Humanity and Iconicity in the Captain America Trilogy

The following is a piece I wrote for Audiences Everywhere as part of a feature they ran in March. The third month of this year is trilogy month for AE, with various interesting pieces being written about different three-film sagas and thematic trilogies, from the original Star Wars series to John Carpenter’s apocalypse trilogy. Here’s mine, articulating some thoughts I’ve had about Steve Roger’s relationship with his own symbolism across the three Captain America movies.


Iconicity is the relationship of similarity between the two sides of a symbol—its form and its meaning. The closer the form and meaning are to one another, the more memorable the symbol is likely to be. An iconic symbol is one whose form resembles its meaning in some way; the opposite of this iconicity is arbitrariness. The red and white stripes, star, and ‘A’ of Captain America’s costume is pretty clear as to what it represents, but the man is less clear. Part of the difficulty of communication and judgement through language is the physical world’s resistance to being reduced to the same rules. The costume can be evaluated by this standard, but with a man wearing it, humanity will often fail to settle between the lines that are drawn in linguistics.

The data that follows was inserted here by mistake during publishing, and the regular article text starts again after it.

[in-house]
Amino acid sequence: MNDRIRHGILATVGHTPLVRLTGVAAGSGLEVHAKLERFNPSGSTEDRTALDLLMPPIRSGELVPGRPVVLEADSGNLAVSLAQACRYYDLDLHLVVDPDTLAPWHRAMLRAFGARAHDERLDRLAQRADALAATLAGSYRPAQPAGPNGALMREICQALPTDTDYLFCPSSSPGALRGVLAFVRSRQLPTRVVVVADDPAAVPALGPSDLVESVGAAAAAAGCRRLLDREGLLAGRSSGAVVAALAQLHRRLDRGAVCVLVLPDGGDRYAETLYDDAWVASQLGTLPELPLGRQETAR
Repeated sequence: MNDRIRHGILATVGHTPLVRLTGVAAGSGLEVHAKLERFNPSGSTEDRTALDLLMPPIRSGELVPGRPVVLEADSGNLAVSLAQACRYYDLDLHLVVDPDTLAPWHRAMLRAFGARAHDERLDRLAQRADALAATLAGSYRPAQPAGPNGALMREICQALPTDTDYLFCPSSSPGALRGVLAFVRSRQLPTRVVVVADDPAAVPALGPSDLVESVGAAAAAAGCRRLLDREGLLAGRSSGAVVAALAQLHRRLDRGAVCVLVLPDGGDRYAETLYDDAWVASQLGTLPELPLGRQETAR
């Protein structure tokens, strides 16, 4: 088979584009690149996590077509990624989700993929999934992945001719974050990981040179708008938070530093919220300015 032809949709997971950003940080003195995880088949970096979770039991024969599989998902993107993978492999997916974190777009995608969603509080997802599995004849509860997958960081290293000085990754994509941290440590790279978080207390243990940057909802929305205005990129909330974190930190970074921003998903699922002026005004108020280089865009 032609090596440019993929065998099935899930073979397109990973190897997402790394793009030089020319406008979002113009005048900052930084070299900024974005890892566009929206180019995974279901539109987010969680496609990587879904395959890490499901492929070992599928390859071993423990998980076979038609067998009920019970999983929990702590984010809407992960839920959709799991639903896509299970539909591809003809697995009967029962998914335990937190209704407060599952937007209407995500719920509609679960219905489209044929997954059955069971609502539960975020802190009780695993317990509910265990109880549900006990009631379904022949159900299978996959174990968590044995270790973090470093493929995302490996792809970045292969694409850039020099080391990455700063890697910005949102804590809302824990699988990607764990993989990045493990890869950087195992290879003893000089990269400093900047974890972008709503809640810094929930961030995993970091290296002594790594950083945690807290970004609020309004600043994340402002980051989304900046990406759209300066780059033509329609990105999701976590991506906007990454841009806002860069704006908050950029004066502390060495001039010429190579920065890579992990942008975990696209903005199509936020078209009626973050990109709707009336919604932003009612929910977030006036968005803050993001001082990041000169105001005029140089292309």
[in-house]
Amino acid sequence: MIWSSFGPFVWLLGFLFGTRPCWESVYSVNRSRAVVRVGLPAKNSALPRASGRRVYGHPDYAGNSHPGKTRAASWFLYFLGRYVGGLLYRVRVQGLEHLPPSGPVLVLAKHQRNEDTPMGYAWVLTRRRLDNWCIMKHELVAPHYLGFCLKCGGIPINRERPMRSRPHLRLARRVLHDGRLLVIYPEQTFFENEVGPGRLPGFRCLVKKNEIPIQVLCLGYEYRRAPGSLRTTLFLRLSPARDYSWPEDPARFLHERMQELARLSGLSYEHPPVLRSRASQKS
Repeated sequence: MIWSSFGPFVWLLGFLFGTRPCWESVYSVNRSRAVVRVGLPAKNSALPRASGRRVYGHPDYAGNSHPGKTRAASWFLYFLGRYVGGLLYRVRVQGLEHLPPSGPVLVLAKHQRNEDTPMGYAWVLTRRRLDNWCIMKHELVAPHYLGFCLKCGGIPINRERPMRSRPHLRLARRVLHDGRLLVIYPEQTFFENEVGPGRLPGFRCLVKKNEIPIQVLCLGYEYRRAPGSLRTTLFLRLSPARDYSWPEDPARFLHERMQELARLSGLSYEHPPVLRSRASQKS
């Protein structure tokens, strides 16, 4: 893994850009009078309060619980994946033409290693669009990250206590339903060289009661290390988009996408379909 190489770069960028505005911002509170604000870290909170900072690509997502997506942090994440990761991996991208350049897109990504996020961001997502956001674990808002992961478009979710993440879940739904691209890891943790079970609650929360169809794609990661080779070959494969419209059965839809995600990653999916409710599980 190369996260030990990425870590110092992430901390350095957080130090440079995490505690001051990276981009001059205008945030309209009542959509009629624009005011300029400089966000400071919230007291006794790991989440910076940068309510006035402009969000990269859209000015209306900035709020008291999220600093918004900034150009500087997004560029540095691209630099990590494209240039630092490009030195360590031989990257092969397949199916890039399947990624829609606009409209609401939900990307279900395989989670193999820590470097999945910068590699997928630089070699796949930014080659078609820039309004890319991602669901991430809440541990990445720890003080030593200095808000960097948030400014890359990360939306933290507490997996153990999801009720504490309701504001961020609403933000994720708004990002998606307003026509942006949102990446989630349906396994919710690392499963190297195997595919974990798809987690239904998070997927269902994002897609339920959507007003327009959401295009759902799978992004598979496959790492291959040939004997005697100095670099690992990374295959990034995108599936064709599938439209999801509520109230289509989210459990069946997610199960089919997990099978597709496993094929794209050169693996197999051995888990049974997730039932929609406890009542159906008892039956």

While his fame may not have spread far from the domain of comic book fandom until mainstream audiences saw him in Captain America: The First Avenger, and to a greater extent The Avengers, Captain America is an iconic character in popular culture. Whether his image, wearing the stripes and stars of the American flag, incites a positive or negative reaction to the uninitiated, it’s an undeniably recognisable one. While a simple idea, the connotations of a human being a symbol of a country and its ideals are complex.

Is Steve Rogers embodying the spirit of a nation that only exists in the imaginations of his creators and audience? Is what we see an idealised version of what we would like to believe is true? And within the pages of the comic, how does he function as a human being when he is representative of something abstract? Steve Rogers didn’t develop his symbolic status intentionally as Batman does, nor is that symbolism one of destiny as with Superman. Steve Rogers’s path to becoming Captain America is one of choice working within and often in opposition to the boundaries set by military, government and other authoritative forces.

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